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The Shipboard Automated Meteorological and Oceanographic System (SAMOS) Initiative Data Management System

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Presentation on theme: "The Shipboard Automated Meteorological and Oceanographic System (SAMOS) Initiative Data Management System"— Presentation transcript:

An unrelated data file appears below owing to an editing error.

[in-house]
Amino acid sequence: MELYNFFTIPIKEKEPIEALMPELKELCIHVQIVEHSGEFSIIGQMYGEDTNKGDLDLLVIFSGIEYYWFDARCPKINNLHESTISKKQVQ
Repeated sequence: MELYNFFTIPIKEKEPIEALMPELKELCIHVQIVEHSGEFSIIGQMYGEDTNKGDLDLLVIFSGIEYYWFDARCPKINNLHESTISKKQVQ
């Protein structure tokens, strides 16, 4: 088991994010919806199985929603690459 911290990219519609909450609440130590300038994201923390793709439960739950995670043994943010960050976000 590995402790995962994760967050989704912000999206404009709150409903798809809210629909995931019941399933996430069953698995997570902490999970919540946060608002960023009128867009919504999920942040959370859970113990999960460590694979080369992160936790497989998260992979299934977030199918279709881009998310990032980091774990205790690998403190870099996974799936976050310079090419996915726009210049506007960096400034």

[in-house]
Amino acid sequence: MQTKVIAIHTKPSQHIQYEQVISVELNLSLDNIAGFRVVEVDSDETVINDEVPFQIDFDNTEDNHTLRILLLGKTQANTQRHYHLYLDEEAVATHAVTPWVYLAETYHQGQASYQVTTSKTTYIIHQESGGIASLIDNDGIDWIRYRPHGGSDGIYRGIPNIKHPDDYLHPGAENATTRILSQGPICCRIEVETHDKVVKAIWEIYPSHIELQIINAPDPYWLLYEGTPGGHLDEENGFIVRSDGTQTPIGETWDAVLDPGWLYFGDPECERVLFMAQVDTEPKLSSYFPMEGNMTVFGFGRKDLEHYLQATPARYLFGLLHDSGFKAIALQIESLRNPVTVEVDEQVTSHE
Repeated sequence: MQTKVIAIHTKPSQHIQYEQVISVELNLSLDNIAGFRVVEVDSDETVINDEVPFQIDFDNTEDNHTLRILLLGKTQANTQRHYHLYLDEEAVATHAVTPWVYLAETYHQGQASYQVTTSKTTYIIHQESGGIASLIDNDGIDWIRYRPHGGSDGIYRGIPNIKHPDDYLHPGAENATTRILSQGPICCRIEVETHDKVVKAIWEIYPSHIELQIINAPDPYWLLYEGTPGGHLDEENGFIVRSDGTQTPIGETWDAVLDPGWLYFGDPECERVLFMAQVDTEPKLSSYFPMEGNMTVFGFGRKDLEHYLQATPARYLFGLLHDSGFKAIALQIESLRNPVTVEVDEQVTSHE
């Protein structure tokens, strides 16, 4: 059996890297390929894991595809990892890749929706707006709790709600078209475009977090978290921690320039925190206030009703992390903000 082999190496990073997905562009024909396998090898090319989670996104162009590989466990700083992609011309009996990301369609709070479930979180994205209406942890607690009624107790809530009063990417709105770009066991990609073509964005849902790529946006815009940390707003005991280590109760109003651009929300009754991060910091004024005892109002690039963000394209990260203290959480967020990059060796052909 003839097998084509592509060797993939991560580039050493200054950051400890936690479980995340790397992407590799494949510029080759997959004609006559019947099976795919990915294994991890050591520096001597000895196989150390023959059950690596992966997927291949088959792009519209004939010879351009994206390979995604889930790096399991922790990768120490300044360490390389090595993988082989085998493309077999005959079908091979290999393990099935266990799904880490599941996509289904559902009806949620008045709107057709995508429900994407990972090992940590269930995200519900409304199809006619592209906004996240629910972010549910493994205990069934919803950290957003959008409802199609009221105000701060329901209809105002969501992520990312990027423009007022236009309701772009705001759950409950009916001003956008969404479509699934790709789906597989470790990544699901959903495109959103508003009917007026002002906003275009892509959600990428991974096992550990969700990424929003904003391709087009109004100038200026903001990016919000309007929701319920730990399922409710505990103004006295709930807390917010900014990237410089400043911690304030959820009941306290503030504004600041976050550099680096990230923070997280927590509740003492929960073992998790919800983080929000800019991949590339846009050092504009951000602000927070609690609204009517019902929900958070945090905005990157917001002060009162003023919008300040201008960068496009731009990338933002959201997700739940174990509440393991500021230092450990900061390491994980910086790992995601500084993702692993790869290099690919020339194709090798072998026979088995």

1 The Shipboard Automated Meteorological and Oceanographic System (SAMOS) Initiative Data Management System Shawn R. Smith 1, Robert A. Arko 3, Mark A. Bourassa 1,2, Jiangyi Hu 1, Michael McDonald 1, Jacob Rettig 1, and Jeremy Rolph 1 Poster 3-25 IMDIS March 2010 Ship SAMOS Processing SAMOS Processing Analyst Feedback Analyst Feedback Satellite Broadband (e.g., HiSeasNet) Check & Verify Quality Control Quality Control ASCII to NetCDF ASCII to NetCDF Preliminary Data Posted Preliminary Data Posted Problem OK Analyst Notification Analyst Notification Cron/Manual Trigger Cron/Manual Trigger Merge Data File Merge Data File SASSI: Statistical Quality Control SASSI: Statistical Quality Control Analyst Notification Analyst Notification Visual Quality Control Save & Post Save & Post Monthly Data Monthly Data NODC Archive NODC Archive Internet RSYNC Internet RSYNC Overall, the data management system is a series of automated processes coupled to an SQL database. The database stores vessel metadata profiles, ship-specific processing parameters, file tracking and version control tags, and data quality flags. SAMOS Data Management System Currently, recruited SAMOS vessels use an protocol to transmit 1-min. averaged data to the DAC. Transmissions nominally sent at 0000UTC and include all observations for the previous day. receipt by the DAC triggers automated SAMOS processing (whitelist controlled). Currently, recruited SAMOS vessels use an protocol to transmit 1-min. averaged data to the DAC. Transmissions nominally sent at 0000UTC and include all observations for the previous day. receipt by the DAC triggers automated SAMOS processing (whitelist controlled). After verifying source and format of incoming message, data are converted to network common data form and merged with vessel specific metadata from database. Automated QC checks data for valid ranges, ship speed, and location; agreement with a climatology; temporal sequence, and physical consistency. Preliminary files posted via web, ftp, and THREDDS. Analyst notifies operators at sea when problems are detected. After verifying source and format of incoming message, data are converted to network common data form and merged with vessel specific metadata from database. Automated QC checks data for valid ranges, ship speed, and location; agreement with a climatology; temporal sequence, and physical consistency. Preliminary files posted via web, ftp, and THREDDS. Analyst notifies operators at sea when problems are detected. On a 10 day delay, all files for a single ship and observation day are combined (allowing for late file receipt). Merge uses preliminary QC to remove temporal duplicates. Secondary automated QC locates spikes, steps, and highly variable observations, resulting in an intermediate product. On a 10 day delay, all files for a single ship and observation day are combined (allowing for late file receipt). Merge uses preliminary QC to remove temporal duplicates. Secondary automated QC locates spikes, steps, and highly variable observations, resulting in an intermediate product. NOAA supports visual QC for select vessels. Trained data quality analyst uses a graphical user interface to add, modify, or remove QC flags. Resulting research quality files are posted. NOAA supports visual QC for select vessels. Trained data quality analyst uses a graphical user interface to add, modify, or remove QC flags. Resulting research quality files are posted. The final stage of the SAMOS DMS is to submit the data and metadata to the National Oceanographic Data Center. On a monthly basis, all original, preliminary, intermediate, and research-quality SAMOS data files are uploaded to NODC. NODC develops FGDC metadata records and provides long-term access and stewardship. The final stage of the SAMOS DMS is to submit the data and metadata to the National Oceanographic Data Center. On a monthly basis, all original, preliminary, intermediate, and research-quality SAMOS data files are uploaded to NODC. NODC develops FGDC metadata records and provides long-term access and stewardship. SAMOS-R2R Partnership In 2009, the SAMOS DAC forged a partnership with the R2R to expand SAMOS data stewardship to all vessels in the U. S. academic fleet. Objectives 1.Initiate transfers of relevant parameters (Table 1) from all U. S. academic fleet vessels 2.Increase data transfer frequency to meet needs of operational weather forecasting community (at least every 6 hours) 3.Conduct fully automated quality control (QC) 4.Provide operators with QC feedback and recommendations for sensor deployment 5.Develop automated protocol for ship-to-shore metadata transfers Standards The SAMOS DAC will move to adopt R2R vocabularies for vessel names, ports, etc. The DAC continues to move towards the Climate and Forecast (CF) network common data form Plan to utilize R2R cruise inventory and cross populate vessel profiles Proposed Data Transfer Mechanism Two options: 1.Large operators with sufficient technical staff will continue to use current SAMOS data transfer protocol. 2.SAMOS-R2R exploring development of software/hardware solution for other vessels This protocol will support smaller operators Recommended by UNOLS Research Vessel Technical Enhancement Committee Wecoma and Endeavor are test vessels Input from technical community welcome. SAMOS-R2R Partnership In 2009, the SAMOS DAC forged a partnership with the R2R to expand SAMOS data stewardship to all vessels in the U. S. academic fleet. Objectives 1.Initiate transfers of relevant parameters (Table 1) from all U. S. academic fleet vessels 2.Increase data transfer frequency to meet needs of operational weather forecasting community (at least every 6 hours) 3.Conduct fully automated quality control (QC) 4.Provide operators with QC feedback and recommendations for sensor deployment 5.Develop automated protocol for ship-to-shore metadata transfers Standards The SAMOS DAC will move to adopt R2R vocabularies for vessel names, ports, etc. The DAC continues to move towards the Climate and Forecast (CF) network common data form Plan to utilize R2R cruise inventory and cross populate vessel profiles Proposed Data Transfer Mechanism Two options: 1.Large operators with sufficient technical staff will continue to use current SAMOS data transfer protocol. 2.SAMOS-R2R exploring development of software/hardware solution for other vessels This protocol will support smaller operators Recommended by UNOLS Research Vessel Technical Enhancement Committee Wecoma and Endeavor are test vessels Input from technical community welcome. SAMOS Objective: SAMOS Objective: To collect, quality evaluate, distribute, and ensure future access (via national archives) to underway meteorological and near-surface ocean data collected on research vessels. SAMOS Data The SAMOS data assembly center (DAC) receives voluntary contributions from 26 research vessels (as of March 2010; Fig. 1). Observations are from automated instrument systems operated and maintained by the research vessels home institution. Parameters collected (Table 1) vary from vessel to vessel, but must include observation time, position, and units. SAMOS observations are one-minute average values derived from higher frequency (~1 Hz) instrument samples. SAMOS Data The SAMOS data assembly center (DAC) receives voluntary contributions from 26 research vessels (as of March 2010; Fig. 1). Observations are from automated instrument systems operated and maintained by the research vessels home institution. Parameters collected (Table 1) vary from vessel to vessel, but must include observation time, position, and units. SAMOS observations are one-minute average values derived from higher frequency (~1 Hz) instrument samples. Fig. 1: SAMOS ship tracks for FY2008 and FY2009 color coded by operator. The Australians provide the only international data via the IMOS project. 1 Center for Ocean-Atmospheric Prediction Studies, Florida State University 2 Department of Meteorology, Florida State University 3 Lamont-Doherty Earth Observatory of Columbia University 1 Center for Ocean-Atmospheric Prediction Studies, Florida State University 2 Department of Meteorology, Florida State University 3 Lamont-Doherty Earth Observatory of Columbia University The Rolling Deck to Repository (R2R) project was recently launched with the ambitious goal of documenting routine underway data from the U. S. academic research fleet and delivering those data to established national archives. Data distributions will be submitted by 18 operating institutions for 30 vessels. SAMOS/R2R Partnership In 2003, NOAA established a data assembly center (DAC) at the Florida State University to provide data stewardship for underway meteorological and near-surface oceanographic data collected by research vessels. A partnership has been established between the R2R project and the DAC to extend SAMOS data stewardship to the U. S. academic fleet. The SAMOS Data Center The DAC has developed and implemented an automated data management system (DMS) that collects, formats, quality controls, distributes, and archives near real- time surface marine data from research vessels. A SAMOS is a computerized data logging system that continuously records navigational (ships position, course, speed, and heading), meteorological (winds, air temperature, pressure, moisture, rainfall, and radiation), and near- surface oceanographic (sea temperature, salinity, conductivity, fluorescence) parameters while the vessel is at sea. The SAMOS initiative relies on the high-quality instrumentation purchased and deployed by the research vessel operators and does not provide instrumentation to the vessels. Currently, 26 research vessels are providing routine SAMOS observations to the DAC. The Data Management System Presently, SAMOS data are acquired directly from research vessels at sea via a daily transfer protocol. The DMS automatically tracks progress of the daily data acquisition and quality control (QC), stores metadata on instrumentation and ships, and provides data monitoring capability via a user- friendly web interface. An SQL database stores essential parameters to support tracking, data QC, and version control throughout the process. R2R Real-time Data Protocol The DAC is developing new protocols to transfer SAMOS data from the academic fleet to shore. Ideally, the protocol will either allow operators to transmit high- frequency (~1 Hz) SAMOS data from participating vessels to real- time servers at R2R or the DAC to develop software/hardware that can be installed on each vessel. Under either protocol, the SAMOS DAC would support data reduction (averaging), shore-side monitoring, quality control, metadata acquisition, data distribution, and archival at a national data center. User Community The one-minute interval of SAMOS data and the tendency of research vessels to operate outside of routine shipping lanes makes the observations ideal for satellite and model validation and calibration. Other uses include: Developing satellite retrieval algorithms Air-sea interaction studies Ocean process studies Primary ocean production via radiative processes Validation of operational marine forecasts User Community The one-minute interval of SAMOS data and the tendency of research vessels to operate outside of routine shipping lanes makes the observations ideal for satellite and model validation and calibration. Other uses include: Developing satellite retrieval algorithms Air-sea interaction studies Ocean process studies Primary ocean production via radiative processes Validation of operational marine forecasts Preliminary processing is fully automated. Fig. 3: Original MS Word (above) and interactive web- based (right) SAMOS instrument metadata forms. Fig. 2: Examples of digital imagery from select SAMOS vessels. (far left) metadata collage from NOAAs Okeanos Explorer; (left) Frozen anemometer on USCG Healy; (right) instrument mast from the L. M. Gould. Metadata Challenge The SAMOS DAC endeavors to collect extensive ship and instrument metadata, including digital imagery (Fig. 2), to meet the scientific goals of our user community. Initially, metadata was requested using forms that could be transmitted via (Fig. 3). Although many operators fill out forms initially, tedious entry into our database was required and updates were difficult to obtain. New web-based forms (Fig. 3) were developed to allow operators to directly enter and update their metadata in our database. Web forms eased data entry, but are mostly used by DAC staff. In partnership with the R2R, the DAC will move to develop a protocol to automatically transfer necessary metadata along with the physical observations from ship to shore. Metadata Challenge The SAMOS DAC endeavors to collect extensive ship and instrument metadata, including digital imagery (Fig. 2), to meet the scientific goals of our user community. Initially, metadata was requested using forms that could be transmitted via (Fig. 3). Although many operators fill out forms initially, tedious entry into our database was required and updates were difficult to obtain. New web-based forms (Fig. 3) were developed to allow operators to directly enter and update their metadata in our database. Web forms eased data entry, but are mostly used by DAC staff. In partnership with the R2R, the DAC will move to develop a protocol to automatically transfer necessary metadata along with the physical observations from ship to shore. The Rolling Deck to Repository Project acknowledges support from the National Science Foundation, Oceanographic Instrumentation and Technical Services (OITS) Program. Base support for the SAMOS data center is provided by NOAAs Office of Climate Observation.